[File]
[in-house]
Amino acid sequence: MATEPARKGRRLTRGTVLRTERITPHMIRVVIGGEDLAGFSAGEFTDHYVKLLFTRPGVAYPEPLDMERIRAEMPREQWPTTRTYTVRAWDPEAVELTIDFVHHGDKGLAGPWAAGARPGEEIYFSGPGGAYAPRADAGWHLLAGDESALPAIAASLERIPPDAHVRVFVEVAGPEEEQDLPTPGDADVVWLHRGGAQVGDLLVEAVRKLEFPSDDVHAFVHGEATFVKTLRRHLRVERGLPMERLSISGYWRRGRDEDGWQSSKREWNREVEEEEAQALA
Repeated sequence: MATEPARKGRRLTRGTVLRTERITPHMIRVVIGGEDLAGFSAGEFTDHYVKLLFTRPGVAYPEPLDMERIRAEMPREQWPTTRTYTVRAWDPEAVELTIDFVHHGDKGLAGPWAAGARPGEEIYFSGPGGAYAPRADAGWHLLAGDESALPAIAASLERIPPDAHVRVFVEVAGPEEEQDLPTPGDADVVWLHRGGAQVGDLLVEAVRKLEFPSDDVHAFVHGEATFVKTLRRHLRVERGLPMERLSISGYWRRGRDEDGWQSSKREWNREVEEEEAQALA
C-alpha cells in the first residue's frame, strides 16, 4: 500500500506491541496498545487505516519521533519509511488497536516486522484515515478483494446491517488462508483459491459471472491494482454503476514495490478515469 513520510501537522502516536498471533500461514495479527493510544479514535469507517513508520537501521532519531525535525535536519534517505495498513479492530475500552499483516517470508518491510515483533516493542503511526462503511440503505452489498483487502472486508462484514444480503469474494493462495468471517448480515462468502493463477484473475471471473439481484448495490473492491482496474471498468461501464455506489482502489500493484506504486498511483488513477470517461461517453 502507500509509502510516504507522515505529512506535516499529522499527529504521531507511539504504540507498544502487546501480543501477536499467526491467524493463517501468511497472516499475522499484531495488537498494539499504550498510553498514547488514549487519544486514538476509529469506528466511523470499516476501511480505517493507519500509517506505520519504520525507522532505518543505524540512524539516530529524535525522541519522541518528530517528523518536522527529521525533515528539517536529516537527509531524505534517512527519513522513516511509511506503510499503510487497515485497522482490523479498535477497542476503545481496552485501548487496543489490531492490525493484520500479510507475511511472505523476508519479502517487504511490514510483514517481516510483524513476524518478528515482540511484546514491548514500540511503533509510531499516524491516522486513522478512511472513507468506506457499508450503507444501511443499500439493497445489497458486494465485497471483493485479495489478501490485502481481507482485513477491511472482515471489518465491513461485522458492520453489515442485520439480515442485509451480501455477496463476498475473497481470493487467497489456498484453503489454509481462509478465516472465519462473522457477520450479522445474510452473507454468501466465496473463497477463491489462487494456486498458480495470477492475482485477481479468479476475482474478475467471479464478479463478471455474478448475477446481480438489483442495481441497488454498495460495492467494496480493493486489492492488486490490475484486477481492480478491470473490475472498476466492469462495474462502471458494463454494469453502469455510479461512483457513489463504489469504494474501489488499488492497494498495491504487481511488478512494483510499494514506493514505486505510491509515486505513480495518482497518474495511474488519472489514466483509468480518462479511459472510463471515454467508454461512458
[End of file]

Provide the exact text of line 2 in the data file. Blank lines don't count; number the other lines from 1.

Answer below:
Amino acid sequence: MATEPARKGRRLTRGTVLRTERITPHMIRVVIGGEDLAGFSAGEFTDHYVKLLFTRPGVAYPEPLDMERIRAEMPREQWPTTRTYTVRAWDPEAVELTIDFVHHGDKGLAGPWAAGARPGEEIYFSGPGGAYAPRADAGWHLLAGDESALPAIAASLERIPPDAHVRVFVEVAGPEEEQDLPTPGDADVVWLHRGGAQVGDLLVEAVRKLEFPSDDVHAFVHGEATFVKTLRRHLRVERGLPMERLSISGYWRRGRDEDGWQSSKREWNREVEEEEAQALA